Study characteristics

Fourteen studies published between 1992 and 2013 were included in this review (Table 2). Study designs were prospective phase-II trials [11, 14, 15, 29, 33, 34, 35], prospective phase-III trials [36, 37], prospective follow-up studies [17, 32, 38] and one retrospective cross-sectional study [25]. Their quality scores ranged from 8–12 points (Table 2, Fig. 2). Twelve studies were ranked high quality [11, 14, 15, 17, 25, 32, 33, 34, 35, 36, 37], whereas two studies were considered to be medium quality [29, 38].
Table 2

Characteristics and methodological quality of studies

Study author

Patients treated with oxaliplatin (n)

Study design

Oxaliplatin treatment schedule/regimen

Study quality score

Andre [14]

97

Prospective

FOLFOX3 or FOLFOX4 (85 mg/m2 as a 2 h infusion day1, repeated every 2 weeks)

11

Argyriou [17]

170

Prospective

FOLFOX4 (Oxaliplatin: 85 mg/m2 as a 2 h infusion on day1, repeated every 2 weeks)

11

Argyriou [32]

150

Prospective

FOLFOX/XELOX (OX dose) = NR

11

Davidov [38]

26

Prospective

FOLFOX (Oxaliplatin: 85 mg/m2 as a 2 h infusion on day1, repeated every two weeks).

8

Diaz-Rubio [11]

25

Prospective

Oxaliplatin (130 mg/m2 as a 2 hour infusion on day1, repeated every 3 weeks)

10

Land [36]

395/2492

Prospective

FOLFOX (Oxaliplatin: 85 mg/m2 IV infusion on day 1 of week 1, 3 and 5 of each 8 week cycle for three cycles)

10

Levi [15]

93

Prospective

FOLFOX (25 mg/m2/day infusion for 5 days, repeated every 3 weeks)

12

Pfeiffer [29]

70

Prospective

XELOX (Oxaliplatin: 130 mg/m2 as a 30 min infusion on day1, repeated every 3 weeks)

8

Ravaioli [33]

45

Prospective

FOLFOX (Oxaliplatin: 130 mg/m2 as a 2 h infusion day1, repeated every 3 weeks)

12

Rothenberg [8]

463

Prospective

Oxaliplatin (85 mg/m2 as a 2 h infusion on day1, repeated every 2 weeks) and FOLFOX (85 mg/m2 as a 2 h infusion on day1, repeated every 2 weeks)

11

Schmoll [37]

1864

Prospective

XELOX (Oxaliplatin: 130 mg/m2 as a 2 h infusion on day1, repeated every 3 weeks)

10

Shields [34]

48

Prospective

XELOX (Oxaliplatin: 130 mg/m2 as a 2 h infusion on day1, repeated every 3 week)

11

Sorbye [35]

85

Prospective

FOLFOX (Oxaliplatin:85 mg/m2 as a 2 h infusion day1, repeated every 2 weeks)

10

Storey [25]

188

Retrospective

XELOX (Oxaliplatin: 130 mg/m2 2 h infusion on day 1, repeated every 3 weeks)

10

FOLFOX Folinic acid (Leucovorin); Fluorouracil; Oxaliplatin (OX), XELOX Capecitabine (Xeloda); Oxaliplatin (OX), NR Starting dose of the regimen was Not Reported

The number of patients treated with oxaliplatin in individual studies ranged from 25–2887 patients [11, 36]. The stage of cancer for those patients treated with oxaliplatin was described only in two studies [36, 37]. Oxaliplatin was administered in combination with fluorouracil (5-FU) and leucovorin/folinic acid (LV/FA) as FOLFOX regimen [8, 14, 15, 17, 29, 32, 33, 36, 38]. Moreover, combination therapy with capecitabine (Xeloda, a DNA inhibitor) as XELOX regimen was given in four studies [25, 29, 34, 37]. Oxaliplatin monotherapy was administered in one study [11], and the exact doses of each drug in the regimen (FOLFOX/XELOX) were not included in one study [32], (Table 2).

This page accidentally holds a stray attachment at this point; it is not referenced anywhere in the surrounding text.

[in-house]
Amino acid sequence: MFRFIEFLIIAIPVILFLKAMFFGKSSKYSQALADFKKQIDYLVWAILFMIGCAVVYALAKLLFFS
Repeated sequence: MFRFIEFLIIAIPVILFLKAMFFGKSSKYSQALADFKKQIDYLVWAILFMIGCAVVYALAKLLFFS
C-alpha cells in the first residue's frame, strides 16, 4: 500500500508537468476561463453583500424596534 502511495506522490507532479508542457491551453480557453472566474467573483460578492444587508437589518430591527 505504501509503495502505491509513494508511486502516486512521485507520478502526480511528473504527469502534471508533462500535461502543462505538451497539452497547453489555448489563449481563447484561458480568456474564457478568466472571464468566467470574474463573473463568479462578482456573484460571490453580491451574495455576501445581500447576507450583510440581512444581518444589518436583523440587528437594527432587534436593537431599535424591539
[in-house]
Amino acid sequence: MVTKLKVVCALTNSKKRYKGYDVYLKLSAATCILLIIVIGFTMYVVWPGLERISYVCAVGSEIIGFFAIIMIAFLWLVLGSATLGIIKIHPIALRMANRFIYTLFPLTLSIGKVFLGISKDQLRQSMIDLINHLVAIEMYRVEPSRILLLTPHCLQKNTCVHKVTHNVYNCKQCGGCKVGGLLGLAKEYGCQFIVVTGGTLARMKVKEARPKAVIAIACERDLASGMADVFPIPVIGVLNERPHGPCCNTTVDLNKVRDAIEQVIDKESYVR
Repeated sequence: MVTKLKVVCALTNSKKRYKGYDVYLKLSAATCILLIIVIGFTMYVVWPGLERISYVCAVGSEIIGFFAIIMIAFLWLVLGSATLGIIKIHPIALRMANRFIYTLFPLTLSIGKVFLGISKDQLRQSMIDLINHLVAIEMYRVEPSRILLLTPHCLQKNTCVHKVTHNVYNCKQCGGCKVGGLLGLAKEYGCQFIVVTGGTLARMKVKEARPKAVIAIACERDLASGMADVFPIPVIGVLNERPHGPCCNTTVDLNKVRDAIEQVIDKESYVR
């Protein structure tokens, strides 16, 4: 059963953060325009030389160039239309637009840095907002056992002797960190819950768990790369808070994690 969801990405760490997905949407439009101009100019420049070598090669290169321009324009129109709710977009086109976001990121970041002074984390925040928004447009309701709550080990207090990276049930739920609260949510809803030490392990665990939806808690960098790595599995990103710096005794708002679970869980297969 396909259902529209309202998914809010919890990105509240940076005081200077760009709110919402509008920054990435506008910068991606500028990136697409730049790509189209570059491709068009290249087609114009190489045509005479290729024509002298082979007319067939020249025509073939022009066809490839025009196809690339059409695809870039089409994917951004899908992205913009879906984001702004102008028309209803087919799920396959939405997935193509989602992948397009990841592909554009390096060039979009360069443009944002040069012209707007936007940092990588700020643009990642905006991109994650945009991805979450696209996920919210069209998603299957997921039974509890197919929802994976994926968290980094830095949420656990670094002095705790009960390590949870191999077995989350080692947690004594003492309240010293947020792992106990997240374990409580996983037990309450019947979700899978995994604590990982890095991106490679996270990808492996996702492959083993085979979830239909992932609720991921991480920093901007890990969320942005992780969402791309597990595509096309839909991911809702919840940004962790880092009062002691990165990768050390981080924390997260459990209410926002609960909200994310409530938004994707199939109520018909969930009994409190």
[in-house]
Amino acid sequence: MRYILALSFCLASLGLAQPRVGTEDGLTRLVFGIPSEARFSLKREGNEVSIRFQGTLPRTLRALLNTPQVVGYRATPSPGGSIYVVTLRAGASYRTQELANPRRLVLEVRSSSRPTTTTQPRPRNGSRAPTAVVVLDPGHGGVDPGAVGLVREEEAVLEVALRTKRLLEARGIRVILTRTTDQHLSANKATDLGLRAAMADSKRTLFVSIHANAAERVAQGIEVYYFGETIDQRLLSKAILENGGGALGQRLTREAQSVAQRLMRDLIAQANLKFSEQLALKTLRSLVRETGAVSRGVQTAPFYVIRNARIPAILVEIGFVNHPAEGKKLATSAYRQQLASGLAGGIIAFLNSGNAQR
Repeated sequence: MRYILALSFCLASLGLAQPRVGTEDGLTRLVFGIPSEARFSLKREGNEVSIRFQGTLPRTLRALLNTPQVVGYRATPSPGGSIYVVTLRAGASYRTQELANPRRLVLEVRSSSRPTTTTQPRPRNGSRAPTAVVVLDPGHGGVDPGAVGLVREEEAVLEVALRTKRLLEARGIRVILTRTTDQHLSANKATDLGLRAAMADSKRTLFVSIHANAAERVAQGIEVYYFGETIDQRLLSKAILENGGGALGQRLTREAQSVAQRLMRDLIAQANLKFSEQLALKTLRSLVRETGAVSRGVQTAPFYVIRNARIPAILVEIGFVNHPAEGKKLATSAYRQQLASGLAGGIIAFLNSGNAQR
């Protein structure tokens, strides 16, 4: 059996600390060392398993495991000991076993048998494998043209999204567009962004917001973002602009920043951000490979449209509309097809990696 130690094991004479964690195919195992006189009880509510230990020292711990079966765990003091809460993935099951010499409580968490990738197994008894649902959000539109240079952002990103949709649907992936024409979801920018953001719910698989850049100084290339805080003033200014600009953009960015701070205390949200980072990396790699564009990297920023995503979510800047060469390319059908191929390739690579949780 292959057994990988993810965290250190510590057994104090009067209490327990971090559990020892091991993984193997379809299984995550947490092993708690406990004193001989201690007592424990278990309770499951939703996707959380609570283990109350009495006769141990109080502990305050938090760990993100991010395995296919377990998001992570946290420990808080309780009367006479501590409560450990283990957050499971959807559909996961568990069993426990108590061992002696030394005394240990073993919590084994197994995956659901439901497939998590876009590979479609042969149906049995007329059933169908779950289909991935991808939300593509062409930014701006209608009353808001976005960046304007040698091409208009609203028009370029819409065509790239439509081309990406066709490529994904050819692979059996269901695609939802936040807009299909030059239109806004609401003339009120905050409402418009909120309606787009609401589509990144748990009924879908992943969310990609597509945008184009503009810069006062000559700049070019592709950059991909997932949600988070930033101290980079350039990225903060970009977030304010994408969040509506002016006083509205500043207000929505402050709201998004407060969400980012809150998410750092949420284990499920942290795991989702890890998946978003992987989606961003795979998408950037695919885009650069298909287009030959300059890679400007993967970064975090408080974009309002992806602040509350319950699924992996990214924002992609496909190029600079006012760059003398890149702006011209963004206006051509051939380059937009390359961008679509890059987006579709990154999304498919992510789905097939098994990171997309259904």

Acute oxaliplatin-induced toxicity was evaluated using several different tools. The National Cancer Institute-Common Toxicity Criteria (NCI-CTC) was the most commonly used tool for the assessment of acute neuropathy [8, 11, 14, 25, 29, 34, 37] followed by the World Health Organization (WHO) Toxicity Criteria [15, 33, 38], Neuropathy was also assessed using NCI-CTC plus nerve conduction study (NCS) [17], NCI-CTC plus Oxaliplatin Specific Neuropathy Scale (OSNS) [35], Functional Assessment of Cancer Therapy (FACT) plus OSNS [36] and NCI-CTC plus Clinical Total Neuropathy Score (TNSc) [32] (Tables 3 and 4).
Table 3

Dose modification criteria, acute neuropathy assessment tools and incidence of acute neuropathy

Study author

Starting dose of oxaliplatin

Dose modification criteria

Toxicity assessment tool

Acute neurotoxicity

Argyriou [17]

85 mg/m2

-Oxaliplatin: 30% reduction for persistent or temporary (at least 14 days) painful paresthesia, dysesthesia or functional impairment

-Grade 3 persisted with 30% dose reduction, OXA omitted

-NCI-CTC v3.0

-NCS

Acute neuropathy (85.9%)

Argyriou [32]

NR

-Oxaliplatin: 30% reduction for persistent or temporary (at least 14 days) painful paresthesia, dysesthesia or functional impairment

-Grade 3 persisted with 30% dose reduction, OXA omitted

-TNSc

-NCI-CTC

Acute cold induced perioral dysesthesia (89.3–98.4%) and pharyngolaryngeal dysesthesia (91.7–98.3%)

Davidov [38]

85 mg/m2

-Oxaliplatin: 25% reduction for persistent paresthesia between cycles. Second 25% reduction if no improvement.

-WHO toxicity criteria

Acute neuropathy (58.3%), prolonged infusion (17–23.2%),

Diaz-Rubio [11]

130 mg/m2

−25% reduction for NCI grade 3 neutropenia, thrombocytopenia, peripheral neurotoxicity, or grade 2 renal toxicity. 50% reduction for grade 4 neutropenia, thrombocytopenia or grade 3 renal toxicity

-NCI-CTC (National Cancer Institute Common Toxicity Criteria) criteria

Laryngopharyngeal dysesthesia, and severe dyspnea 1(4%)

Land [36]

85 mg/m2

-Oxaliplatin: dose reduced for grade2 toxicity persisted b/n cycles or any grade 3 toxicity. Dose termination: persistent grade 3 or grade 4 toxicity

-FACT (Functional Assessment of Cancer Therapy)